Tuesday, September 29, 2009

This is why some people aren't cat people.

When people find out that I have a cat, and ask me about the cat, I come right out and tell them that she is a mean, evil little thing who hates most everyone and will probably hate them too. But it's not personal or anything.

There are two things that happen at this point. People who hate cats will nod and accept this as proof of what they've been saying all along about cats. They might even put in a plug for their dog preference. People who like cats or even a few souls who adore living creatures in general will consider my cat a challenge they can overcome with their charms.

I love these people. They are so sweet, but so misguided.

An average misanthropic feline, which is a not inconsiderable number of them, will simply avoid people altogether. These are the famous cats that their owners "never see" but who seem to consume their food after everyone goes to bed. They hide in upstairs bedrooms when people come over. They get on top of tall cabinets and stare down, ignoring all the "here kitty kitty." The braver among this set might come out long enough to grab the treat you bribed them with before disappearing again. This is not abnormal cat behavior. It's annoying though, which is why there are people who don't like cats.

However, even a cat that doesn't like most people usually still likes some people, and there is a set of standard behaviors that cats may respond to. You sit (preferably in the living area where their owner normally is), you reach out your hand to them, you talk softly, you're patient, and if you're one of the few people around, even a shy cat will come out to investigate and might come by to deposit his scent on your hand or your purse. Cat people treat this as a victory, a reflection that they "know cats." Fair enough.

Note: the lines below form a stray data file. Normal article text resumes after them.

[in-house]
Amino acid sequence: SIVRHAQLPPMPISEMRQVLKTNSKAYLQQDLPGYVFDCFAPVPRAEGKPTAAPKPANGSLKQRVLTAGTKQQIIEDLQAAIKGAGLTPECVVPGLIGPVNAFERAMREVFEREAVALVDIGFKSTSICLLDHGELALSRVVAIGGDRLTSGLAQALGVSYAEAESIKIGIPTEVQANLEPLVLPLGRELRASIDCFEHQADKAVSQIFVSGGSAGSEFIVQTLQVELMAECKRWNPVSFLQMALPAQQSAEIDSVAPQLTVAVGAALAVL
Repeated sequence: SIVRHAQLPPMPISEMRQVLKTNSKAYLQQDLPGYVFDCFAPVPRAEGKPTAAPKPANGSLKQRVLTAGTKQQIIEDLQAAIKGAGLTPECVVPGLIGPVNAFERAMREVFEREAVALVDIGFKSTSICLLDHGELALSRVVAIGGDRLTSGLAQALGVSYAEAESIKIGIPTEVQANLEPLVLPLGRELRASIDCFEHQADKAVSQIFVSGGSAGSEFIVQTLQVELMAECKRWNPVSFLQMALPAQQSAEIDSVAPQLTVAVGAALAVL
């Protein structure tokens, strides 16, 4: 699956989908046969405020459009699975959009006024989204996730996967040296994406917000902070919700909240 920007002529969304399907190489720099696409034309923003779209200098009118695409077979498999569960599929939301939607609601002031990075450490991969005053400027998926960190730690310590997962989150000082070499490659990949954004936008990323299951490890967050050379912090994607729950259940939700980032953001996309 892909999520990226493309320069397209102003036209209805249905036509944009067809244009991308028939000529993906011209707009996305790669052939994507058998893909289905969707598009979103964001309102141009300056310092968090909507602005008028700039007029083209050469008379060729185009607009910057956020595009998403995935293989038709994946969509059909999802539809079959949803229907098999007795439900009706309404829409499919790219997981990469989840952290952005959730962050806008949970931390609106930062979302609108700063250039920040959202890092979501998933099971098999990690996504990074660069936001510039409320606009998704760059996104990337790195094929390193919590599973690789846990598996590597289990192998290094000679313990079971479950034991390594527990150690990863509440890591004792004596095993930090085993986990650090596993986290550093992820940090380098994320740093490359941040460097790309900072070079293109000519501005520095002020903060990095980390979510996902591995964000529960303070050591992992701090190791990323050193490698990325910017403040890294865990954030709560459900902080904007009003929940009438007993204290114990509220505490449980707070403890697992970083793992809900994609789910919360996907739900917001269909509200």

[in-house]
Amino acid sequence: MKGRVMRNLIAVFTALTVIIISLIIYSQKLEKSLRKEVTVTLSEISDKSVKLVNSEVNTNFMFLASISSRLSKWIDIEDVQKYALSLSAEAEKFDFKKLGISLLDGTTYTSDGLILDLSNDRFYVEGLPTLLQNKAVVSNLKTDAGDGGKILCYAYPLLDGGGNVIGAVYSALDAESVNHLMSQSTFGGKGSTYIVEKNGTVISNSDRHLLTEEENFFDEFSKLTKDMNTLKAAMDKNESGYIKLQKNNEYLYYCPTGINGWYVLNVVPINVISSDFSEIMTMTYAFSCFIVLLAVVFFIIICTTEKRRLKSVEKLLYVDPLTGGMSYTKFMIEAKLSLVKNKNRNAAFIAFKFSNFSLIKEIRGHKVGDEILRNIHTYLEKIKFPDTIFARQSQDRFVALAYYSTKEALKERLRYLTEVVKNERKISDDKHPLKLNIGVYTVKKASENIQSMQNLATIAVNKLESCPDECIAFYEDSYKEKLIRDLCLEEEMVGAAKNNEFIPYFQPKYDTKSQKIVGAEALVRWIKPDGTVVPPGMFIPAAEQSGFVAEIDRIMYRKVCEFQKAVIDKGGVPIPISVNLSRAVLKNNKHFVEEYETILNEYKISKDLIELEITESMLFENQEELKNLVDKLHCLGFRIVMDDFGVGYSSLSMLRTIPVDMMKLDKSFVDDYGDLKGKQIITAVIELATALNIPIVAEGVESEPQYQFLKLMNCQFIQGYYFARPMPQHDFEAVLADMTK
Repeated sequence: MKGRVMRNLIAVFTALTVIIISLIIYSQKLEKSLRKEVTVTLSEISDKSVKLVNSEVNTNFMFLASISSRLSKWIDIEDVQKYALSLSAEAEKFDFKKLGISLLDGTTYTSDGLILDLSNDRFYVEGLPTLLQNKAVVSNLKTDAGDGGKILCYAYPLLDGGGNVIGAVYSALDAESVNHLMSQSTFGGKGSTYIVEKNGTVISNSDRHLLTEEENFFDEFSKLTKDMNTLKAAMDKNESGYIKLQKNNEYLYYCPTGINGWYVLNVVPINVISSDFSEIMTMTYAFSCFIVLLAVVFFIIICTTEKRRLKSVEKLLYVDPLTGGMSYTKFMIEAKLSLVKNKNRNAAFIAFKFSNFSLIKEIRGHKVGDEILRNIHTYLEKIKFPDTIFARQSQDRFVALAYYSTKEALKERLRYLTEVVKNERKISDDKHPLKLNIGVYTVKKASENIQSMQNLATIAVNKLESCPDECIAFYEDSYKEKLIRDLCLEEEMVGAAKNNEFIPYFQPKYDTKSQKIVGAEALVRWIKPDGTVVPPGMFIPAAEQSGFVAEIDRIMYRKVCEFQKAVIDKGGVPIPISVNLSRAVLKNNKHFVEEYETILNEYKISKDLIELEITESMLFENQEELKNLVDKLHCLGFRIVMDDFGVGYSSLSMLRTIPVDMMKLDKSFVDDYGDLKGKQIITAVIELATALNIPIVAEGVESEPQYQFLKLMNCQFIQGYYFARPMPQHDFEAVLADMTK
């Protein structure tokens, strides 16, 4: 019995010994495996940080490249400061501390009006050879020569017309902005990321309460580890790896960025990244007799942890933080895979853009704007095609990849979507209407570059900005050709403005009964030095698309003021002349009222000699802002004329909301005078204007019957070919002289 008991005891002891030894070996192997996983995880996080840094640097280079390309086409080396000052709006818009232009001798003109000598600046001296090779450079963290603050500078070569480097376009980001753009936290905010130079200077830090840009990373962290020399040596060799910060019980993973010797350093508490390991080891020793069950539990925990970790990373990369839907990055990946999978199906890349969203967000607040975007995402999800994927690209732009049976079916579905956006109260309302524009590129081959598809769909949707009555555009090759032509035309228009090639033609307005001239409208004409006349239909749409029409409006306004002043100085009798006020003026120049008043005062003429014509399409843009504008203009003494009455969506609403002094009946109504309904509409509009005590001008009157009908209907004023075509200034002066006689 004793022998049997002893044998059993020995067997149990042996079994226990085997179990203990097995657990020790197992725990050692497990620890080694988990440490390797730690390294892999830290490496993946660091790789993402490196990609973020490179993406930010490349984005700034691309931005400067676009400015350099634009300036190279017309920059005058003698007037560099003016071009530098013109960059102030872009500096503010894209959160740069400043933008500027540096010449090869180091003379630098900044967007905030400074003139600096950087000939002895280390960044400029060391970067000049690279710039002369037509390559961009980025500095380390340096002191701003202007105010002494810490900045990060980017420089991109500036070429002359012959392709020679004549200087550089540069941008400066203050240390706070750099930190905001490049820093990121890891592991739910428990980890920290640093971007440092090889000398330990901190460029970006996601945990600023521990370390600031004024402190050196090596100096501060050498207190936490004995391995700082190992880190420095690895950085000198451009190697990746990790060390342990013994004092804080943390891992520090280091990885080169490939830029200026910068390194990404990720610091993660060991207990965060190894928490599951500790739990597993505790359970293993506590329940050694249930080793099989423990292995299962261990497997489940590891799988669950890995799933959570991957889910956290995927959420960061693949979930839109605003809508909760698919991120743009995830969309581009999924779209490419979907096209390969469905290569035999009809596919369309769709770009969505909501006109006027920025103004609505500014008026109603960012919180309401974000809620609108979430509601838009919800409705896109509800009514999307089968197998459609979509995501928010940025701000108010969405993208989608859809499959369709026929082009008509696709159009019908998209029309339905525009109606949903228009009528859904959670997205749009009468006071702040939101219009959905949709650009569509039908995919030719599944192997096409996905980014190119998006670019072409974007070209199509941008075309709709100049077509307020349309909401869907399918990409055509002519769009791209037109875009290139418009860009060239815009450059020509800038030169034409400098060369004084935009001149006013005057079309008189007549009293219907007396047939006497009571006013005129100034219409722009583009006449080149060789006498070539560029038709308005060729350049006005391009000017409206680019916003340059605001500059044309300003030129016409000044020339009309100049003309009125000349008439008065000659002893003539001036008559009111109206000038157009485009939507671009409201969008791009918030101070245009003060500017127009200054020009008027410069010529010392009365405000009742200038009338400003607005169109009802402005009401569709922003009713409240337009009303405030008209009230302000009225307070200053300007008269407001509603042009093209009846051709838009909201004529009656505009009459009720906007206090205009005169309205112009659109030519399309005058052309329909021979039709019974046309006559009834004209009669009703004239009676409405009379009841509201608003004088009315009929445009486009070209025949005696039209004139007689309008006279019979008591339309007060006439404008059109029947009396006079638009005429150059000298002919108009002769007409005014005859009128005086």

My cat is not like this. It's not just that she doesn't like people. She actively, aggressively, and vengefully hates people. Basically everyone in the world but me.

My cat has appeared out of nowhere in the middle of a social event we're holding to hiss at people. Just to hiss! No other apparent reason. And heaven help the poor person who tries to stick out a hand towards her. She scratches. Two parties ago she scratched me while I was trying to calm her down, and I was her third victim that night. I will never make that mistake again. I still have the scars.

If I'm petting her and she's tired of it, she'll bite me. Same for my husband, who is about the only other person in the world she tolerates. Doesn't just walk away, bites. Believe me I have tried to look for the signs that she'll do this. I've even tried stopping the petting before she gets tired of it. But inevitably she will nudge me for more attention until the exact moment she hates it and can bite me.